‘1989 (Taylor’s Version)’ proves Swift’s debut pop album will never go out of style

Courtesy of Republic Records

Taylor Swift continues to embark on her journey to reclaim her art, since her master recordings were sold to music manager Scooter Braun in 2019. Re-recorded “Taylor’s Version” albums of Swift’s discography are highly anticipated from fans with her developed vocals, altered production and additional “vault” songs.

“1989 (Taylor’s Version)” includes 21 songs, including five brand new songs “from the vault”. 

“1989” originally released Oct. 27, 2014, named after the year the singer was born. This was a pivotal era for Swift, who was rebranding herself and entered pop music with essentially no references at the time. 

Swift broke her own record for the most Spotify streams for one artist in one day on the day “1989 (Taylor’s Version)” came out, according to Variety

Despite being re-recorded, this album sounds incredibly different from the original songs. The songs of “1989 (Taylor’s Version)” sound almost crisper, with a lower register from Swift and more of producer Jack Antonoff’s magic sprinked in. 

The biggest takeaways from the album stem from the five vault tracks, which are songs Swift wrote back in 2014 that did not make the initial album tracklist.

‘”SL*T!” (Taylor’s Version) (From The Vault)” is a multi-layered song, honing into the slur that the media has frequently used when referring to Swift’s dating life. The lyrics read “They might as well be lookin’ at us / And if they call me a sl*t / You know it might be worth it for once.”

“Say Don’t Go (Taylor’s Version) (From The Vault)” paints a solemn, soft picture of heartbreak. Unpacking a failed relationship and the yearning for things to be different, Swift beautifully describes the animosity that accompanies this experience through the lyrics “Why’d you have to lead me on? / Why’d you have to twist the knife? / Walk away and leave me bleeding, bleeding?”

“Now That We Don’t Talk (Taylor’s Version) (From The Vault)” describes the distance felt after a breakup. Once again, wonderfully conveying a relatable message into words for her listeners, Swift describes noticing updates on a previous partner and changes they may be facing without you. “You grew your hair long / You got new icons / And from the outside / It looks like you’re trying lives on.”

“Suburban Legends (Taylor’s Version) (From The Vault)” is an upbeat song with a rather deep meaning that walks listeners through a timeline and clock-oriented perspective. “Tick tock on the clock / I pace down your block / I broke my own heart ’cause you were too polite to do it.”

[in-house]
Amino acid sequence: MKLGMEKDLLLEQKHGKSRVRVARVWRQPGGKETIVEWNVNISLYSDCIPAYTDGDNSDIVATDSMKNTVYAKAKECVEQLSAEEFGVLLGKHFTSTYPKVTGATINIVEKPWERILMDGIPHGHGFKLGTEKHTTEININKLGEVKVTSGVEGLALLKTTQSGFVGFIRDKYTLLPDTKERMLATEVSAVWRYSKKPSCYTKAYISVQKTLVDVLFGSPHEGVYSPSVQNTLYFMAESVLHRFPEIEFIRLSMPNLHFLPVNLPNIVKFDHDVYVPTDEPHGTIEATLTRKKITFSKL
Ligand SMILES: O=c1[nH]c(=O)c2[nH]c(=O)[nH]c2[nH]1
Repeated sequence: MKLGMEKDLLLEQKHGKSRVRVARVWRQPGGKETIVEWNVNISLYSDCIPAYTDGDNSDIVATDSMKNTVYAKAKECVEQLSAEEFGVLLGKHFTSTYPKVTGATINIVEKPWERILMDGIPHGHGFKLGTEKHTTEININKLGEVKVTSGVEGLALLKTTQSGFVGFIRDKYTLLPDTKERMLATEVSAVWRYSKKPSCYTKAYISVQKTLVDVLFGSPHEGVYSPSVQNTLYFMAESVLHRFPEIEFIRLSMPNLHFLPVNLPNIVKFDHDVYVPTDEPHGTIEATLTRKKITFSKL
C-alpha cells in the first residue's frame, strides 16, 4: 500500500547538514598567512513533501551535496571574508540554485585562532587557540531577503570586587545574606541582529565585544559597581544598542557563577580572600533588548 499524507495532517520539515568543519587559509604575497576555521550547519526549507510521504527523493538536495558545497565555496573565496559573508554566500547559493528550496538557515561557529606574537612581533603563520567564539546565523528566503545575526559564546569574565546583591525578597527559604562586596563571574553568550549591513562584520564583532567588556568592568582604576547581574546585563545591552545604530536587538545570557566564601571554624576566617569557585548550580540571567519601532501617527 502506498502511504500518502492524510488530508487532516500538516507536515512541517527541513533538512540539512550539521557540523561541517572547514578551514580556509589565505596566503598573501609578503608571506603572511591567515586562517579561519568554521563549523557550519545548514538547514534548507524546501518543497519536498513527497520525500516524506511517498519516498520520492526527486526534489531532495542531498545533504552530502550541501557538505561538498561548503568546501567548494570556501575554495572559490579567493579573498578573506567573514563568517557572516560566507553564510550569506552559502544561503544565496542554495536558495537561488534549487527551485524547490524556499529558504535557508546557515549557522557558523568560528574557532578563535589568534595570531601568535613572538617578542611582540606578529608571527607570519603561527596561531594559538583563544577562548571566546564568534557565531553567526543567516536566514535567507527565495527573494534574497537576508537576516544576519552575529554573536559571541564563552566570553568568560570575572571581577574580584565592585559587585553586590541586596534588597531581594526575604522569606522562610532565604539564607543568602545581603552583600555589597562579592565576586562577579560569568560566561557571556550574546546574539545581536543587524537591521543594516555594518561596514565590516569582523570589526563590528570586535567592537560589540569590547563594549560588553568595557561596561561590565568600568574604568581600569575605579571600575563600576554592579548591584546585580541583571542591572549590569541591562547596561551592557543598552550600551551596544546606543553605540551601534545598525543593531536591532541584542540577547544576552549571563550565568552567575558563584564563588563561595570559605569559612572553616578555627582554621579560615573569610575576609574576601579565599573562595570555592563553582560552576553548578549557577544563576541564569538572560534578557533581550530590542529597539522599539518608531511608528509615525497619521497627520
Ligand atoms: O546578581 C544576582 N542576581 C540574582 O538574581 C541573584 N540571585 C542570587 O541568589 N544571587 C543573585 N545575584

“Is It Over Now? (Taylor’s Version) (From The Vault)” the last song of the album, tells a story of shaky boundaries among partners. Devout fans often examine Swift’s lyrics and jump to conclusions regarding the hidden message within the song. 

“Is It Over Now” has fans speculating Swift is alluding to her celebrity ex, Harry Styles as Swift once again references their snowmobile accident, synonymous to the song “Out Of The Woods (Taylor’s Version)”. The lyrics of “Is It Over Now (Taylor’s Versions)” read, “Whеn you lost control (ah-ha) / Red blood, white snow (ah-ha) / Blue dress on a boat (ah-ha) / Your new girl is my clone.”

These vault tracks felt more aligned with the sleepless, retro, vintage vibe of Swift’s album  “Midnights” rather than 1989, but it seemed the lore and branding of 1989 changed through this re-recording. 

Other than the vault songs, fans raved about other changes throughout the rest of the album. One of the most notable changes came from the pitch difference in “and we run’ from the song “I Know Places”. 

Other differences can be heard in Taylor’s Version from the iconic “Welcome to New York” claps, the memorable “Shake It Off” bridge and the pureness of “You Are In Love”. Many fans will argue that “Clean” from the 2014 album felt more fragile and vulnerable than its re-record. 

There is one bonus track on the album, exclusive only to Target’s Tangerine Edition Vinyl. “Sweeter Than Fiction (Taylor’s Version)” unfortunately did not hit streaming services, which is a frustrating facet to fans, synonymous to Swift’s track “You’re Losing Me” from “Midnights”. 

Fans’ wildest dreams came true when the deluxe version of the album dropped the morning after the release. This included the remix of “Bad Blood (Taylor’s Version)” featuring rapper Kendrick Lamar. The pair collaborated in 2014, so fans were hopeful for this feature on the re-recording. 

Swift is arguably at the peak of her career and is releasing albums routinely. 1989 (Taylor’s Version) is coming shortly after her release of “Speak Now (Taylor’s Version)” this past summer. Notably, both of these albums were announced by Swift onstage at The Eras Tour. 

Fans have the opportunity to relive other iconic moments from the tour with The Eras Tour Film. This is a concert movie taking over theaters around the world. 

With only two albums left to re-record, “Taylor Swift” and “reputation”, Swift now has nothing left to reclaim but her name and reputation. 

“1989 (Taylor’s Version)” is now ‘clean’ and owned by Swift. This release surpassed expectations and solidified the album’s relevance in the pop realm.

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